Adam Jon Kronegh of the Danish National Archive identified the J.F. Carlsen of Hunley. Johan Frederik Carlsen was born in Ærøskøbing 9 April 1841. The last year he was registered in the census of Ærøskøbing was 1860, when he was registered as a "sailor". His father was registered as a cobbler, and the teeth of Carlsen's remains in Hunley still bear significant marks of a so called "tailor's notch", probably from helping his father with needle and thread from childhood.[69] In 1861, J.F. Carlsen entered the freight ship Grethe of Dragør. The ship landed in Charleston in February 1861, where records in the Danish military archives show that Carlsen deserted the ship. In June 1861, he entered Jefferson Davis (the Confederate privateer brig originally named Putnam) as a mate.[70][71]

Tours edit

The Hunley is on display at the Warren Lasch Conservation Center. The center includes artifacts recovered from inside Hunley and exhibits about the submarine.

In popular culture edit

  • Hunley's story was the subject of the first episode (entitled "The Hunley") of the TV series The Great Adventure. It aired on 27 September 1963 on CBS. The role of Lt. Dixon (misspelled in the credits as "Lt. Dickson") was played by Jackie Cooper.
  • The original TNT Network made-for-cable movie The Hunley (1999) tells the story of H. L. Hunley's final mission while on station in Charleston. It stars Armand Assante, as Lt. Dixon, and Donald Sutherland, as General Beauregard, Dixon's direct superior on the Hunley project.[72]
  • Hunley is the inspiration of the Sons of Confederate Veterans, H. L. Hunley JROTC Award, presented to cadets based on strong corps values, honor, courage, and commitment to their unit during the school year.[73]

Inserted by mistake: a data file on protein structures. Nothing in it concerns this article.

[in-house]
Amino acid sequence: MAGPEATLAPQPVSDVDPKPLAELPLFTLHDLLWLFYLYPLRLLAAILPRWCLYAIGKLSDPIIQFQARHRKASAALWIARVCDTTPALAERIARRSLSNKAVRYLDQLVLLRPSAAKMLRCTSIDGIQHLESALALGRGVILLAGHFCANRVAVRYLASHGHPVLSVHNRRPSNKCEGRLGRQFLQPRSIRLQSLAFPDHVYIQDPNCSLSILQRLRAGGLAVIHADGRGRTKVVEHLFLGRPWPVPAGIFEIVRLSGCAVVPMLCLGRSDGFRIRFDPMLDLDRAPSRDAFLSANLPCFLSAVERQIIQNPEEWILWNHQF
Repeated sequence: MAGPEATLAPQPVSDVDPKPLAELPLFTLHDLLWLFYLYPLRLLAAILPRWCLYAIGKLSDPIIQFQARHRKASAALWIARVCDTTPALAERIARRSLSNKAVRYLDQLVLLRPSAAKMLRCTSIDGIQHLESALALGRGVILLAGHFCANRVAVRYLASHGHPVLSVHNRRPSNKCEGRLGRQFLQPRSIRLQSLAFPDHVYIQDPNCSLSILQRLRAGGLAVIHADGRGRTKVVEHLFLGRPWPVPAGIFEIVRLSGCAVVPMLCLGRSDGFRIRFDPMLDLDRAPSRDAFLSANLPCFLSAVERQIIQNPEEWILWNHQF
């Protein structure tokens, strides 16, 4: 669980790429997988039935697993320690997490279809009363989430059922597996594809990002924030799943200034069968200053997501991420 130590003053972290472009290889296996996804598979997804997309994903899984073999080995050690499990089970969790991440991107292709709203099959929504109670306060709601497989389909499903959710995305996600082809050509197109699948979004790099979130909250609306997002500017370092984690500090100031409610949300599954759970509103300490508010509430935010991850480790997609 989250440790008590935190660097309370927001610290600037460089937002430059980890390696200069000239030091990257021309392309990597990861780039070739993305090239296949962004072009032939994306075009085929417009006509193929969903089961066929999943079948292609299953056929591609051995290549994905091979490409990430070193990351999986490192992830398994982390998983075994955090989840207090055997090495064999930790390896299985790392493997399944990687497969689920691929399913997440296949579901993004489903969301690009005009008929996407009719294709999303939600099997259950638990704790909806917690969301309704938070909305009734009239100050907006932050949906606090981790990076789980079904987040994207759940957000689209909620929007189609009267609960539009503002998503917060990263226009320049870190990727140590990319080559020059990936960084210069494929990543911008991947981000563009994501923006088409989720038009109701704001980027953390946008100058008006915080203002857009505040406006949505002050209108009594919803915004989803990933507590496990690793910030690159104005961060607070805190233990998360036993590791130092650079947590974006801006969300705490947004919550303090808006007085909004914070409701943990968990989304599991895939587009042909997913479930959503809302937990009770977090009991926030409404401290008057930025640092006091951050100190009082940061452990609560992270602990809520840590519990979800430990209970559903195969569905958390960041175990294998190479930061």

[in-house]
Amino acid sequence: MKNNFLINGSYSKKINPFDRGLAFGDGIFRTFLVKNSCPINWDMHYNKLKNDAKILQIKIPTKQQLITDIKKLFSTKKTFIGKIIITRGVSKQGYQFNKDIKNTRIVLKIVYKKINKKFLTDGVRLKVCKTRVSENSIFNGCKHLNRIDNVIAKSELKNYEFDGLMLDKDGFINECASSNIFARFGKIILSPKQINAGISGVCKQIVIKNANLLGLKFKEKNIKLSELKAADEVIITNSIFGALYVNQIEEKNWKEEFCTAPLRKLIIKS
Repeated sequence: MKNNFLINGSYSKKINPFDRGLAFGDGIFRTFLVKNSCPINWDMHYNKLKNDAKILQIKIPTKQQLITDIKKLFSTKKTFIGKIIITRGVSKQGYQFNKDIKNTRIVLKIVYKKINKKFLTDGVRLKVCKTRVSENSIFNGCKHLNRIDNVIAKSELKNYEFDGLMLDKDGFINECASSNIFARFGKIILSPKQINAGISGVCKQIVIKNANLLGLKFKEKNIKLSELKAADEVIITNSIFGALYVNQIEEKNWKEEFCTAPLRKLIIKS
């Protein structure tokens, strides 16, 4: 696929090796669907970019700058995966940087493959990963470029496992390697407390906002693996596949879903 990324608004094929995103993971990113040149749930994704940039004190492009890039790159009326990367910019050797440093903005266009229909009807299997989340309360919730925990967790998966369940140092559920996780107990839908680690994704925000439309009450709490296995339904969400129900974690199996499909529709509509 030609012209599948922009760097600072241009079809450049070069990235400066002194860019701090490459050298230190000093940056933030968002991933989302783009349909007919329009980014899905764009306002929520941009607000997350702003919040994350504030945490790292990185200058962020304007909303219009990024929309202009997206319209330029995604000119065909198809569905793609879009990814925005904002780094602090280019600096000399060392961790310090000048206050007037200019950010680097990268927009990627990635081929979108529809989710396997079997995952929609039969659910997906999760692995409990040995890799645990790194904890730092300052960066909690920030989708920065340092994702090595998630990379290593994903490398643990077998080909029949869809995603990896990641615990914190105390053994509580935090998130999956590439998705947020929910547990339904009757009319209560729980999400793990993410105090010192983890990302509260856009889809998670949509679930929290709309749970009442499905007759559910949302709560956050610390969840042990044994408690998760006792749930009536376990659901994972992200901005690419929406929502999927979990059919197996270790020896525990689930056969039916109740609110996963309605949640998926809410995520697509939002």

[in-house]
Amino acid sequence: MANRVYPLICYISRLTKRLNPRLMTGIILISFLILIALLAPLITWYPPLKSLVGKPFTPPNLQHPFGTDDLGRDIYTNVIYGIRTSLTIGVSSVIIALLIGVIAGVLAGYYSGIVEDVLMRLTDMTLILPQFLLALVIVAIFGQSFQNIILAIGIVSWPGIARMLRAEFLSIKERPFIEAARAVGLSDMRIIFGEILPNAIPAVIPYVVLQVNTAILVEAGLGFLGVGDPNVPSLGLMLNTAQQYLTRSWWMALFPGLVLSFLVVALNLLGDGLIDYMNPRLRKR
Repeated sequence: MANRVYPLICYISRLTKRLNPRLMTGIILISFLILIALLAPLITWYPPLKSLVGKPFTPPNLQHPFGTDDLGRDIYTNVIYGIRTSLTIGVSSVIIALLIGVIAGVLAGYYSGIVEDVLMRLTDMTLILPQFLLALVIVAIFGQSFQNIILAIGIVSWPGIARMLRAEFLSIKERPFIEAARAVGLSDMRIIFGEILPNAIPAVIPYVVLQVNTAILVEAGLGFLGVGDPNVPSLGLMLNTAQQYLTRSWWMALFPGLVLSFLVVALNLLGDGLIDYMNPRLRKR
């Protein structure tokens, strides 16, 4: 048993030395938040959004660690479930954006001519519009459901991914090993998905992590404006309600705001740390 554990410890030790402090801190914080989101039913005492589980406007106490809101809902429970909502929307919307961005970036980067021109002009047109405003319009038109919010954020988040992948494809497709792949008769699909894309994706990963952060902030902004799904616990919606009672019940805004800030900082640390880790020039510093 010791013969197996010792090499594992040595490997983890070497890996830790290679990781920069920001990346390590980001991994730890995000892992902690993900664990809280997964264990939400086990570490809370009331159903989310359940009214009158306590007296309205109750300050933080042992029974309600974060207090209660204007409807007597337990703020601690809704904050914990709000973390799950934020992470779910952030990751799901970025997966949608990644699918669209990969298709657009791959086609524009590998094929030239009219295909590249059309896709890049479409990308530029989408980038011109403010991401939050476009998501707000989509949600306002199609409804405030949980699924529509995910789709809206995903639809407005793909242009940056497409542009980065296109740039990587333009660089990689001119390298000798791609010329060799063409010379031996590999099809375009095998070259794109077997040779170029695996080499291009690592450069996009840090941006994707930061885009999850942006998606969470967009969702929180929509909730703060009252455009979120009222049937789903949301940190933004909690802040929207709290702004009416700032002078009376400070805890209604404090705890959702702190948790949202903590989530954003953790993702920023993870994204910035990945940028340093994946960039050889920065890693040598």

• In the novel The Stingray Shuffle by Tim Dorsey, a minor drug cartel decides to emulate the larger cartels' narco-submarine cocaine trafficking by building a replica of Hunley using blueprints downloaded off the Internet.
  • The story of the Duke University experiments that concluded the Hunley crew died of pulmonary blast trauma became the subject of the non-fiction book In the Waves: My Quest to Solve the Mystery of a Civil War Submarine by Rachel Lance (2020).[23]

See also edit

References edit

Citations edit

  1. ^ "National Register Information System". National Register of Historic Places. National Park Service. July 9, 2010.
  2. ^ a b Housatonic Archived copy at the Library of Congress (December 5, 2013).
  3. ^ a b Smith, Bruce (January 28, 2013). "Experts find new evidence in submarine mystery". Associated Press. Retrieved January 29, 2013.